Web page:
James Donald writes:
> My understanding is that no actual vulnerabilities have
> been found in Rijndael.  What has been found are reasons
> to suspect that vulnerabilities will be found.

Yes, I think that's correct on the theoretical side.  I was also thinking
of some of the implementation issues which have shown up, particularly
timing and cache attacks.  AES is proving to be difficult to immunize
against these problems.  A good discussion by Bernstein is presented
in http://cr.yp.to/antiforgery/cachetiming-20050414.pdf, where he asks,
regarding this AES issue, "How did this happen?":

: Was the National Institute of Standards and Technology unaware of
: timing attacks during the development of AES? No. In its â"Report on the
: development of the Advanced Encryption Standard," NIST spent several pages
: discussing side-channel attacks, specifically timing attacks and power
: attacks. It explicitly considered the difficulty of defending various
: operations against these attacks.  For example, NIST stated in [19,
: Section 5.1.5] that MARS was â"difficult to defend" against these attacks.
:
: Did NIST decide, after evaluating timing attacks, that those attacks
: were unimportant? No. Exactly the opposite occurred, as discussed below.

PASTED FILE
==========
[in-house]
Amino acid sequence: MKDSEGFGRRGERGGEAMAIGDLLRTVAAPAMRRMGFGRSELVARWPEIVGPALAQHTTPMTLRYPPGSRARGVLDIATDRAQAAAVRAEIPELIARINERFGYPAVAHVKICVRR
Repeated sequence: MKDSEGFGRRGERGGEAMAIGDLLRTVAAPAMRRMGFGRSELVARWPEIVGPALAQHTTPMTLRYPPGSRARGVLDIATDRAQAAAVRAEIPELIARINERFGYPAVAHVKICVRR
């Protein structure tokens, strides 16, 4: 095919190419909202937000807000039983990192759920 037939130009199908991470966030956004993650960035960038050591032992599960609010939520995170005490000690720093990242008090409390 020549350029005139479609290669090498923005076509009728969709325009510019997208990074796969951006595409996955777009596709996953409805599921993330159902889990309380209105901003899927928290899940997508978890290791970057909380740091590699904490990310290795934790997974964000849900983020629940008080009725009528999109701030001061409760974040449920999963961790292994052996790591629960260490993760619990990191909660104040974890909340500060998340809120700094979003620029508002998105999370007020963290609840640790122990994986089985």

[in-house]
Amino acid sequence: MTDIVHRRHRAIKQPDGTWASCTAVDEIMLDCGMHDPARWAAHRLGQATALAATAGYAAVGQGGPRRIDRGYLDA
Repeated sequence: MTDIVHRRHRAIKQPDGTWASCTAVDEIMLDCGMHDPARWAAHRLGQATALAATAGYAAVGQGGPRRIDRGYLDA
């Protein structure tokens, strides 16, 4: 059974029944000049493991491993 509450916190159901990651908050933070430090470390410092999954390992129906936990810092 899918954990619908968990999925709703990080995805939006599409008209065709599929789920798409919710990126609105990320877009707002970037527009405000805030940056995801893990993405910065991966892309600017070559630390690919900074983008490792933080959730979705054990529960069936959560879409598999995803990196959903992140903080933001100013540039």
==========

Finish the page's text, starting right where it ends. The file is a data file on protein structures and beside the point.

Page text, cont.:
:
: So what went wrong? Answer: NIST failed to recognize that table lookups
: do not take constant time. â"Table lookup: not vulnerable to timing
: attacks," NIST stated in [19, Section 3.6.2]. NIST's statement was,
: and is, incorrect.
:
: NIST went on to consider the slowness of AES implementations designed
: to protect against side-channel attacks. For example, NIST stated
: that providing â"some defense" for MARS meant â"severe performance
: degradation." NIST stated in [19, Section 5.3.5] that Rijndael gained a
: "major speed advantage over its competitors when such protections are
: considered." This statement was based directly on the incorrect notion
: that table lookups take constant time. NIST made the same comment in
: its "summary assessments of the finalists," and again in its concluding
: paragraph explaining the selection of Rijndael as AES.  See [19, Section
: 6.5] and [19, Section 7].

This is an example of a case where there doesn't seem to have been
enough time during the AES process for people to notice this oversight.
It probably didn't help that analysts had to spread their effort over
five main candidates.

Maybe it would be a good idea for NIST to add an extra phase where they
announce their proposed finalist, and ask everyone to focus all their
attention on potential weaknesses in this one function.  Since this is
exactly what will happen anyway immediately after the selection is made,
it might make sense to build a buffer period into the process to let
people take their final shots.

Hal Finney

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